Driving north through Wisconsin last summer, I passed six A-frames along the side of the road. One served as the lobby to a rather rundown motel, another was a small suburban church, and the rest stood as dwellings peeking out from the pine forests. All were at least 30 years old. These structures were the enduring evidence of the post-World War II boom in modest and affordable A-frame house construction—a triangular building form so influential that its cultural cach was co-opted for other uses, such as motels and churches. Where did these odd buildings come from and what made them so popular during the 1950s and '60s?
The A-frame was the right shape at the right time. The mid-20th century was the era of the second everything, when postwar prosperity made second televisions, second bathrooms, and second cars the just desserts of middle-class American life. Signs at hardware stores and ads in popular magazines took the idea to the next step, declaring, "Every family needs two homes!...one for the work-week, one for pure pleasure." Increases in disposable income and free time, new cost-saving building materials, cheap credit, and road construction that turned wilderness into affordable recreation lots were democratizing the vacation home.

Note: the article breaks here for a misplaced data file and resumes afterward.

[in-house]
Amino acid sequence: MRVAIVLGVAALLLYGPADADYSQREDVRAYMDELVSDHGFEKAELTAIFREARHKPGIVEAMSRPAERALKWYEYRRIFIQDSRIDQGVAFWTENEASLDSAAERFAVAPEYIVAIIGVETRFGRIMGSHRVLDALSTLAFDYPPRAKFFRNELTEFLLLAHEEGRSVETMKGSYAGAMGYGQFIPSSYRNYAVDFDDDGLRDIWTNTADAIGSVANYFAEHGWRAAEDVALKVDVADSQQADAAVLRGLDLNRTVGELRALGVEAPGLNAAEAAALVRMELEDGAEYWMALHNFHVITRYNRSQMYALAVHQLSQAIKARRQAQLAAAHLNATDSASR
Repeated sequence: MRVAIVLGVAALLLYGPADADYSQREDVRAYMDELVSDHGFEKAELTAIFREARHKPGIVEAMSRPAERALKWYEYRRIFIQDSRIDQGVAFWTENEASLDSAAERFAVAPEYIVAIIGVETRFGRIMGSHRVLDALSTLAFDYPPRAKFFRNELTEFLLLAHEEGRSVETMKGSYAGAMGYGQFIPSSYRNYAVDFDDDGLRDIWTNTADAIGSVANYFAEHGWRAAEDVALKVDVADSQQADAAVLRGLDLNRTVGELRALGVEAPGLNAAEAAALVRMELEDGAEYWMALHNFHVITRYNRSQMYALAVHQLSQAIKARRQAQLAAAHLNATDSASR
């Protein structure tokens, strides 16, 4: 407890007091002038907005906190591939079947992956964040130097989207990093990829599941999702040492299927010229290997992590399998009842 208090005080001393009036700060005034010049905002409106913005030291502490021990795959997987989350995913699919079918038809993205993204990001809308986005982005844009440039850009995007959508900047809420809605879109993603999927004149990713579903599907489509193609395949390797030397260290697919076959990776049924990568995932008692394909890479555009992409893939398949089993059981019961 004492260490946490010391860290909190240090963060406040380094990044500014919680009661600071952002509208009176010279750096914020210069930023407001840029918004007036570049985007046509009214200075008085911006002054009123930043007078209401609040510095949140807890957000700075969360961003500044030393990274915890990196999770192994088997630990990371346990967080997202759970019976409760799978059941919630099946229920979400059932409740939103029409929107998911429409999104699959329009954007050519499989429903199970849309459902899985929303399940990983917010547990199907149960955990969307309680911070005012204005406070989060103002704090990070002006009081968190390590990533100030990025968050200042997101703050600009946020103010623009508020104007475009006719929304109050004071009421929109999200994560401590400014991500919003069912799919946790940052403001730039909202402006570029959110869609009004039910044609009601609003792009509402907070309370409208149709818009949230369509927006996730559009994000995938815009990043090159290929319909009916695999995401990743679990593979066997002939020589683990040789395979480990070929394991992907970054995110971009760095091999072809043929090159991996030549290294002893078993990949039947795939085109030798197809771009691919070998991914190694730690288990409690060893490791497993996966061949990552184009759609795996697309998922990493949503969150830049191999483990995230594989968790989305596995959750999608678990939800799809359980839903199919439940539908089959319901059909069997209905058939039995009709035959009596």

Many of these homes were based upon forms traditional to wilderness settings, from log cabins to clapboarded cottages. At the opposite end of the spectrum were high-concept houses: modernist boxes with flat roofs and glass facades, standing defiant against the landscape. Yet for vacationers who wanted a getaway that was innovative and exciting, modern yet warm, a place wholly suited to the informality of the new leisure lifestyle, a third alternative emerged.